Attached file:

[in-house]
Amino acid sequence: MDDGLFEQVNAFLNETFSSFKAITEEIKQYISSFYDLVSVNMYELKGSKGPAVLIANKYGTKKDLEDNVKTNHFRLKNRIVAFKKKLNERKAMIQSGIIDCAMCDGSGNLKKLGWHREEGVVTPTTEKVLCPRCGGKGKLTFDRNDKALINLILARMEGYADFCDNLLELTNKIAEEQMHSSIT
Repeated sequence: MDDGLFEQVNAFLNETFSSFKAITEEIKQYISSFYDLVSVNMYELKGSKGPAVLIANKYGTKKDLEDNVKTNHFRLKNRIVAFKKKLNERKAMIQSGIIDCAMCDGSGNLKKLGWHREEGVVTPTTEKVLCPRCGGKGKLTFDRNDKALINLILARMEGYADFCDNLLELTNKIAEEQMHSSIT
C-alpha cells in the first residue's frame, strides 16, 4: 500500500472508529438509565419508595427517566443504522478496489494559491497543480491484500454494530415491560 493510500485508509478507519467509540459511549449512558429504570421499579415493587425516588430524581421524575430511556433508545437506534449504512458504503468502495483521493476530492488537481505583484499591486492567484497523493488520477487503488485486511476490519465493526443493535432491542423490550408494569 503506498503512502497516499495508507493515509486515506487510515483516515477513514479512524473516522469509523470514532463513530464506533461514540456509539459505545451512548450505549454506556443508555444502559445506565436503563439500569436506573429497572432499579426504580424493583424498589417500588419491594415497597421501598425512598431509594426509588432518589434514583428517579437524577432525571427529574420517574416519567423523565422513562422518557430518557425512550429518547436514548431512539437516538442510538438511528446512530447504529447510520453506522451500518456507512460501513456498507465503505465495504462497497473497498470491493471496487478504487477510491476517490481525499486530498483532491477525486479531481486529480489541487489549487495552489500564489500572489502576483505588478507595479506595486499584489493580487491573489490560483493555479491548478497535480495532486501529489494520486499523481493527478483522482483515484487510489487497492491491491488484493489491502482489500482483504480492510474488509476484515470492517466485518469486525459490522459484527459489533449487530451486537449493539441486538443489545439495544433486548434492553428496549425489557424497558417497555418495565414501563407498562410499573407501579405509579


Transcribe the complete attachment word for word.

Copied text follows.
[in-house]
Amino acid sequence: MDDGLFEQVNAFLNETFSSFKAITEEIKQYISSFYDLVSVNMYELKGSKGPAVLIANKYGTKKDLEDNVKTNHFRLKNRIVAFKKKLNERKAMIQSGIIDCAMCDGSGNLKKLGWHREEGVVTPTTEKVLCPRCGGKGKLTFDRNDKALINLILARMEGYADFCDNLLELTNKIAEEQMHSSIT
Repeated sequence: MDDGLFEQVNAFLNETFSSFKAITEEIKQYISSFYDLVSVNMYELKGSKGPAVLIANKYGTKKDLEDNVKTNHFRLKNRIVAFKKKLNERKAMIQSGIIDCAMCDGSGNLKKLGWHREEGVVTPTTEKVLCPRCGGKGKLTFDRNDKALINLILARMEGYADFCDNLLELTNKIAEEQMHSSIT
C-alpha cells in the first residue's frame, strides 16, 4: 500500500472508529438509565419508595427517566443504522478496489494559491497543480491484500454494530415491560 493510500485508509478507519467509540459511549449512558429504570421499579415493587425516588430524581421524575430511556433508545437506534449504512458504503468502495483521493476530492488537481505583484499591486492567484497523493488520477487503488485486511476490519465493526443493535432491542423490550408494569 503506498503512502497516499495508507493515509486515506487510515483516515477513514479512524473516522469509523470514532463513530464506533461514540456509539459505545451512548450505549454506556443508555444502559445506565436503563439500569436506573429497572432499579426504580424493583424498589417500588419491594415497597421501598425512598431509594426509588432518589434514583428517579437524577432525571427529574420517574416519567423523565422513562422518557430518557425512550429518547436514548431512539437516538442510538438511528446512530447504529447510520453506522451500518456507512460501513456498507465503505465495504462497497473497498470491493471496487478504487477510491476517490481525499486530498483532491477525486479531481486529480489541487489549487495552489500564489500572489502576483505588478507595479506595486499584489493580487491573489490560483493555479491548478497535480495532486501529489494520486499523481493527478483522482483515484487510489487497492491491491488484493489491502482489500482483504480492510474488509476484515470492517466485518469486525459490522459484527459489533449487530451486537449493539441486538443489545439495544433486548434492553428496549425489557424497558417497555418495565414501563407498562410499573407501579405509579